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VIDEO: ‘You’re right to be angry’: MP Brad Vis addresses mandate protesters in Mission

Vis criticizes some mandates, pledges bringing concerns to Ottawa
Mission-Matsqui-Fraser Canyon MP Brad Vis speaks to demonstrators supporting the ongoing trucker protests in Ottawa on Saturday, Jan. 29. Vis would not decry all vaccine mandates but encouraged peaceful protests of said mandates. (Screenshot/YouTube)

Mission-Matsqui-Fraser Canyon MP Brad Vis attended the Truckers for Freedom Rally in Mission near his office this past weekend.

This rally, with about 50 people in attendance, was in support of the ongoing protests against vaccine mandates in Ottawa, in which hundreds of truckers and their supporters from across Canada have taken part.

Vis stopped to speak to the local demonstrators, giving a brief, impromptu speech, recorded on video by YouTuber “Mission Action.”

(Warning: The video contains small amounts of coarse language. Viewer discretion is advised.)

“Right now, you’re right to be angry, Everyone has a right to be angry. Our country isn’t normal,” Vis said. “You need to stand up for what you believe in and you need to do it in the way you’re doing it.”

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He added they should be thankful for the protesters in Ottawa for demonstrating “in a positive way to let people know that what Justin Trudeau and the Liberals are doing is not okay.”

Vis encouraged the local group in peaceful protesting; over the weekend, he shared two Twitter posts decrying the hate symbols on display in the capital during the protest.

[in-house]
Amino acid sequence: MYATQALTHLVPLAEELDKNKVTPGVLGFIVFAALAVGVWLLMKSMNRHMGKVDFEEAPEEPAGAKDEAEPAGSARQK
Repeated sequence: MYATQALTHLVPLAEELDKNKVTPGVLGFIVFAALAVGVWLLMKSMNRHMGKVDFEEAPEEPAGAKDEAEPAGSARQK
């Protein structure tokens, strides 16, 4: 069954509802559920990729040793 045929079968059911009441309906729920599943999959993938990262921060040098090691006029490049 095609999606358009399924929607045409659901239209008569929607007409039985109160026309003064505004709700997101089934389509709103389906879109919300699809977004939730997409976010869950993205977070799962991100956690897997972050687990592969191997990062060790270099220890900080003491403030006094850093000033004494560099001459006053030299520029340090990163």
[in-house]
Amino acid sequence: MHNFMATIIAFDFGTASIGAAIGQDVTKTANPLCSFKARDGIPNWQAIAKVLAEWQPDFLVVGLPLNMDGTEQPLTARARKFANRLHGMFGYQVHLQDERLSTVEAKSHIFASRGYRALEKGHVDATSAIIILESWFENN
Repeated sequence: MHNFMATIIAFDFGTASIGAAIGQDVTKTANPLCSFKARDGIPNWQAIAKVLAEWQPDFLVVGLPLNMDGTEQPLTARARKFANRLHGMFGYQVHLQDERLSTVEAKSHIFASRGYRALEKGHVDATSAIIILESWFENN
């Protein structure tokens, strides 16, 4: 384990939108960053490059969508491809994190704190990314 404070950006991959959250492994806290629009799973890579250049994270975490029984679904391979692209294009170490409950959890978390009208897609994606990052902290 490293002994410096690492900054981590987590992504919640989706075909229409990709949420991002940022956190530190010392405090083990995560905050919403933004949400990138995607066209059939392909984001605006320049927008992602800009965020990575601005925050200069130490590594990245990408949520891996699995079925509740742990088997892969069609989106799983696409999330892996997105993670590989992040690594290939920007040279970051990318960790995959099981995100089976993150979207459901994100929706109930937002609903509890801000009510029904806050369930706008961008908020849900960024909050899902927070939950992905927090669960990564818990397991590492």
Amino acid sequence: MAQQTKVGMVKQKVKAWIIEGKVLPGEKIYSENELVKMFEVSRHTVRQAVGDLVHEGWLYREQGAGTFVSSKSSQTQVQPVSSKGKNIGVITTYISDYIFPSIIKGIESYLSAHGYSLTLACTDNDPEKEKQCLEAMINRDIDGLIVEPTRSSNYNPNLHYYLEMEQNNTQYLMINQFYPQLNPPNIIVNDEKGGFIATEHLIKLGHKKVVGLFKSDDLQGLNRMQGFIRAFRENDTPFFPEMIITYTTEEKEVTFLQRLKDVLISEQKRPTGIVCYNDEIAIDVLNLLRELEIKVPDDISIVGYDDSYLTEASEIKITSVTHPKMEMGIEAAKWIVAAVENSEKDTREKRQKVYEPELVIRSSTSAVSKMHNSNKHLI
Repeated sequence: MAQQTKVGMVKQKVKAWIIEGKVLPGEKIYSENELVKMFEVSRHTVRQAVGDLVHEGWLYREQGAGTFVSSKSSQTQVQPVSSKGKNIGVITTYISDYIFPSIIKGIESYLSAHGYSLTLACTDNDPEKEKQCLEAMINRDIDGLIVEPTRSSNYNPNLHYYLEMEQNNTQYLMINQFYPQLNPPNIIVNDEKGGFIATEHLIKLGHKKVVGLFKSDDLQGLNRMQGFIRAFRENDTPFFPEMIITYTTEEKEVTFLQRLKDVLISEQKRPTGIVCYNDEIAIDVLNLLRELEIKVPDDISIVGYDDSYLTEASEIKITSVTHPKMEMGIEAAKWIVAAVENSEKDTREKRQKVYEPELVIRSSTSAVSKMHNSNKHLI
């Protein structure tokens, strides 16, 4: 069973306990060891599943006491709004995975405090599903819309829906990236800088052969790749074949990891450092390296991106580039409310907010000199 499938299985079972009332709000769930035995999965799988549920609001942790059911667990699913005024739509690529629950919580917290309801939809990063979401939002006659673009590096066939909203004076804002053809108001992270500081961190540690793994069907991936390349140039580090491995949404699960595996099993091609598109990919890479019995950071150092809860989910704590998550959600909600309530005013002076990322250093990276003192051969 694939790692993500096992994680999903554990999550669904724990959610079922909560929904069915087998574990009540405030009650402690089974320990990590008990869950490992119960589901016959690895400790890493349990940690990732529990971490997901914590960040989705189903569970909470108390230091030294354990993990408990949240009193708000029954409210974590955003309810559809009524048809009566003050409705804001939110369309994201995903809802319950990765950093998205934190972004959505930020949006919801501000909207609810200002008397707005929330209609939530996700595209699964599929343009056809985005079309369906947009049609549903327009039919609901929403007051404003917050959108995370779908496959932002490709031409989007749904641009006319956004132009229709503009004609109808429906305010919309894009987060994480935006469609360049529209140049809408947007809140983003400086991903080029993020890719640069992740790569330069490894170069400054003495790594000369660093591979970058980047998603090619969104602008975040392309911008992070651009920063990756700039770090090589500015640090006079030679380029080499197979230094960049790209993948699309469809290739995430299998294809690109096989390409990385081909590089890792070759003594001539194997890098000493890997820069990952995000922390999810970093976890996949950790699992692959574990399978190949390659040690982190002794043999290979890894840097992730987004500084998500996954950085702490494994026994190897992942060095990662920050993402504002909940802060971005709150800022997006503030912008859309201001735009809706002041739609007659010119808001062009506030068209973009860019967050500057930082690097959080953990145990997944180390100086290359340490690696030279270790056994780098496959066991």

The MP spoke at the House of Commons on Monday, recalling a conversation with Ottawa and Toronto police about the convoy and protests.

“They did say there were definitely some bad apples, and as the grandson of grandparents, all from the Netherlands, who suffered under Nazi occupation, just seeing that flag in my nation’s capital brought me to tears and distress,” Vis said. “It’s impacted my family directly.”

Vis said he had the opportunity to speak on COVID-19 related legislation in Ottawa this week and planned to bring local concerns to Parliament.

“I’m going to say my constituents are angry; they want their lives back,” Vis told the crowd between cheers and honks of support and solidarity from passing vehicles. “If Dr. Bonnie Henry is saying it’s an endemic now, what’s with the continuation (of these mandates)? Why are some of these policies still being enforced?”

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Henry – and other health officers across Canada – have not declared COVID-19 to be endemic, which would mean COVID-19 is naturally maintained at a level that does not overwhelm the health care system. Vis later clarified this statement was in response to Henry’s Jan. 21 press conference, during which she said British Columbians need to change their way of thinking about the Omicron variant and her likening risk management for this variant to how other respiratory illnesses are handled.

“We cannot eliminate all risk and I think that’s something we need to understand and accept as this virus has changed and has become part of what we will be living with for years to come,” Henry said on Jan. 21.

When asked directly by the protesters, Vis would not condemn all vaccine mandates.

“I support some of the mandates, but I think I made my position really clear,” Vis said. “I’m going to have to say yes to some of them because it’s not a yes or no question.”


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